Ukraine slams Roger Waters over UN Security Council speech

The Pink Floyd star argued that Russia’s invasion of Ukraine was provoked during an address to diplomats in New York.

Pink Floyd co-founder Roger Waters is seen speaking on a video screen during a U.N. Security Council meeting on Ukraine at the United Nations headquarters in New York City
Moscow requested the Security Council meeting on Wednesday to discuss the delivery of weapons to Ukraine by its Western allies [Shannon Stapleton/Reuters]

Ukraine has denounced Pink Floyd co-founder Roger Waters for claiming that Russia’s invasion was “not unprovoked”.

In an address to the United Nations Security Council delivered on Wednesday at Russia’s invitation, Waters said he condemned Moscow’s offensive, describing it as “illegal”.

But the 79-year-old – who has previously praised Russian President Vladimir Putin and criticised the West for supplying Ukraine with arms – then implied that Kyiv and its allies were partly to blame for the conflict as well.

“The Russian invasion of Ukraine was not unprovoked. So I also condemn the provocateurs in the strongest possible terms,” Waters told diplomats in New York City via video link, without referring to any specific individuals, groups or countries.

“The only sensible course of action today is to call for an immediate ceasefire in Ukraine,” he added.

Waters’s comments drew a sharp rebuke from Ukraine’s ambassador to the UN, Sergiy Kyslytsya, who accused the musician of attempting to “whitewash” Moscow’s actions.

“In 1979, Pink Floyd came up with a song, Another Brick in the Wall. The same year the Soviet Union invaded Afghanistan and after the invasion was condemned by Pink Floyd” Kyslytsya said.

“It is ironic, if not hypercritical, that Mr. Walters attempts now to whitewash another invasion. How sad for his former fans to see him accepting the role of just a brick in the wall. The wall of Russian disinformation and propaganda.”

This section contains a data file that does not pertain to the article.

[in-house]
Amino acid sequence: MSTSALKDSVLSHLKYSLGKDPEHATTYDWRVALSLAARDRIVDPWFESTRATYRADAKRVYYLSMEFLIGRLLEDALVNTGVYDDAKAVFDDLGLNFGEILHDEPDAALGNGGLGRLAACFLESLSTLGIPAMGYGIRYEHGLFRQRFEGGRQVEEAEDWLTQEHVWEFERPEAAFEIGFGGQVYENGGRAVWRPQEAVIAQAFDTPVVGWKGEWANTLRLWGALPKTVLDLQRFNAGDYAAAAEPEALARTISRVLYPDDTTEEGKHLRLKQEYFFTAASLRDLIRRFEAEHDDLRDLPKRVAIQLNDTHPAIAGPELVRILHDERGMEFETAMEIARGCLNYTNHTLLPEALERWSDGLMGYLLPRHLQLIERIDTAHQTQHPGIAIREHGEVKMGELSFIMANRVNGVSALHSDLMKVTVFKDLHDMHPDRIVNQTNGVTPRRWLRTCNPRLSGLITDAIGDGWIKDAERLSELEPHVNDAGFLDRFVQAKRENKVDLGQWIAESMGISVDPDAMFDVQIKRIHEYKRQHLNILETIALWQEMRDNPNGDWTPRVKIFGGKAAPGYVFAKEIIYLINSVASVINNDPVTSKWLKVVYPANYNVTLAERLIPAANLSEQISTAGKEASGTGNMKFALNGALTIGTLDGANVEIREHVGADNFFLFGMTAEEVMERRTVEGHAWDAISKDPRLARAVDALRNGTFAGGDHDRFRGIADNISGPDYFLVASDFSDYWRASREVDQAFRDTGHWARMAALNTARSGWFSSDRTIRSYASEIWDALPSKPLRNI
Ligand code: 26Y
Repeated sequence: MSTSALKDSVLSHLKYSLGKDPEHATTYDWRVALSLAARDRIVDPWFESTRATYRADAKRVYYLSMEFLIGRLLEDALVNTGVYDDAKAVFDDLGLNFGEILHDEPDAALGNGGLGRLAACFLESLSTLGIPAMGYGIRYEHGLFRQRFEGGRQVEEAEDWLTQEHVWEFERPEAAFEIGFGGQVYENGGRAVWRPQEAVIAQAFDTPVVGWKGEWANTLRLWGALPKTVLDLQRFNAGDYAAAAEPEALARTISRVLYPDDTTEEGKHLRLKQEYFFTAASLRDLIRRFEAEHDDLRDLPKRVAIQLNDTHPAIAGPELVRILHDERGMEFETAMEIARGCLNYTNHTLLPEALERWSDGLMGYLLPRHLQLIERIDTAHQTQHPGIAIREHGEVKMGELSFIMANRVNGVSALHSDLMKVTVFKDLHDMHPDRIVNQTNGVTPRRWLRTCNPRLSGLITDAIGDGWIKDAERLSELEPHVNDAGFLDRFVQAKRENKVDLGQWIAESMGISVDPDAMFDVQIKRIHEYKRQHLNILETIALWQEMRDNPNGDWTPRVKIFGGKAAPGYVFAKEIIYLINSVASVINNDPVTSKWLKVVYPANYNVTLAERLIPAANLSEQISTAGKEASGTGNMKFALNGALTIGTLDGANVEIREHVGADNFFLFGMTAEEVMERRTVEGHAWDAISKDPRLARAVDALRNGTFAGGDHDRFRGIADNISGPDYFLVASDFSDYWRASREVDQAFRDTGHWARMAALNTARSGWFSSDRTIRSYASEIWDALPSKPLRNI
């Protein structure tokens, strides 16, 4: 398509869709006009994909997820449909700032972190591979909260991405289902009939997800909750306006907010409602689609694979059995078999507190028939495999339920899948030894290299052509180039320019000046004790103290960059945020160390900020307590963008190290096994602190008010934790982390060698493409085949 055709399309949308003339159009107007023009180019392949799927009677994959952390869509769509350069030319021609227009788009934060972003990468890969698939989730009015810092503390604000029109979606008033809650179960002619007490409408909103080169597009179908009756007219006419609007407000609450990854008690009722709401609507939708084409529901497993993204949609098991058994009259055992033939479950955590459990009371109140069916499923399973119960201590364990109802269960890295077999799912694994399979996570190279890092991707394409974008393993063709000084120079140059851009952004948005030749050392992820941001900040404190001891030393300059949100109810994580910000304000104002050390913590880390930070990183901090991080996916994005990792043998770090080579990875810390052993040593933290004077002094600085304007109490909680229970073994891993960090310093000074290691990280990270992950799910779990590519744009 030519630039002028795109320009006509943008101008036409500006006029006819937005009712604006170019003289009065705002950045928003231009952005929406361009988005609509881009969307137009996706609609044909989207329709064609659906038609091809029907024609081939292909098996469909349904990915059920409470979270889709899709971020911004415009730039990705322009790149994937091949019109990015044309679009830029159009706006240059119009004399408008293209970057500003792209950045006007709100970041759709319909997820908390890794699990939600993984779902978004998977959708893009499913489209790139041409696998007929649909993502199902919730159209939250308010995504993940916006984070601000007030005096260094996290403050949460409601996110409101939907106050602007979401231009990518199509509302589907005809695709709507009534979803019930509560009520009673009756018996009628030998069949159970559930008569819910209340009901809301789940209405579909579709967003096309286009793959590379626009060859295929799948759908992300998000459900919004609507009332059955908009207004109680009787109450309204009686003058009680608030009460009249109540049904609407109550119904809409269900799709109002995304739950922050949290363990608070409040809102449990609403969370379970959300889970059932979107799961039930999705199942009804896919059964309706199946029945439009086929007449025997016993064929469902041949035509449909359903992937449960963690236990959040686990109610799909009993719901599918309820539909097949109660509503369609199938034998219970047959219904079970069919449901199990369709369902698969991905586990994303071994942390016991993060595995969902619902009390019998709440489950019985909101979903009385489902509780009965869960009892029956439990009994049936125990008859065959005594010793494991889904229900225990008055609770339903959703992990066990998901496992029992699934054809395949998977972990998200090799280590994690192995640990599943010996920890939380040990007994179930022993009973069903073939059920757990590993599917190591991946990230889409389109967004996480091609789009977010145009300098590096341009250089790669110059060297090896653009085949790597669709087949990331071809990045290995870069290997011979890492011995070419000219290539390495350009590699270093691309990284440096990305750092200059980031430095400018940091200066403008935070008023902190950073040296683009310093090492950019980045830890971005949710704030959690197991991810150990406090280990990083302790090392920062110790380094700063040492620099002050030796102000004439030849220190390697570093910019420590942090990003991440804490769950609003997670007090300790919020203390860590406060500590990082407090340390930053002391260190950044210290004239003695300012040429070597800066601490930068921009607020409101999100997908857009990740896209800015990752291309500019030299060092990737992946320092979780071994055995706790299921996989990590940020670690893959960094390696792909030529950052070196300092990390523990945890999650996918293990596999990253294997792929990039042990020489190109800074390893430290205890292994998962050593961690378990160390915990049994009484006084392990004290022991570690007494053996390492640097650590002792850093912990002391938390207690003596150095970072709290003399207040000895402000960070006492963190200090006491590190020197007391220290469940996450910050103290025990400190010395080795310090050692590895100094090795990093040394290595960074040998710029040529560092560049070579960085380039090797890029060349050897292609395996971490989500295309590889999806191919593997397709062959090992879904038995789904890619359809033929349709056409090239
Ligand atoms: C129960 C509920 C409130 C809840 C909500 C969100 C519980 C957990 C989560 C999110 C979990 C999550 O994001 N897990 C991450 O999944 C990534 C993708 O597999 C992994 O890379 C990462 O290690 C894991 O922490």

The United States, which is Ukraine’s most prominent backer in the West, also denounced Waters.

“We’ve been brought together today once again to hear another version of why Russia’s brutal invasion of Ukraine is actually the fault of Ukraine or Ukraine’s partners. Or, in Mr Waters words, Ukraine friends who are provocateurs,” Richard Mills, the US deputy ambassador to the UN, told the 15-member Security Council.

“We unequivocally reject the victim-blaming notion that Ukraine’s self-defence is the obstacle to ending this war. No one wants peace in Ukraine more than Ukrainians themselves. It is Ukraine’s sovereignty and territorial integrity that has been violated, not Russia’s,” he said.

Visual of countries sending weapons to Ukraine.

In September last year, Waters argued against the Western supply of weapons and accused Ukraine’s President Volodymyr Zelenskyy of allowing “extreme nationalism” to flourish.

In an open letter to Zelenskyy’s wife Olena Zelenska, Waters wrote: “Sadly, your old man agreed to those totalitarian, anti-democratic dismissals of the will of the Ukrainian people, and the forces of extreme nationalism that had lurked, malevolent, in the shadows, have, since then, ruled the Ukraine.”

“They have, also since then, crossed any number of red lines that had been set out quite clearly over a number of years by your neighbours the Russian Federation and in consequence they, the extreme nationalists, have set your country on the path to this disastrous war,” he added.

Russia calls its actions in Ukraine a “special military operation” designed to “demilitarise and de-Nazify” the country.

Kyiv and its Western allies reject Moscow’s rationales, arguing that Russia is waging a war of aggression aimed at seizing land and subjugating Ukraine.

Source: Al Jazeera and news agencies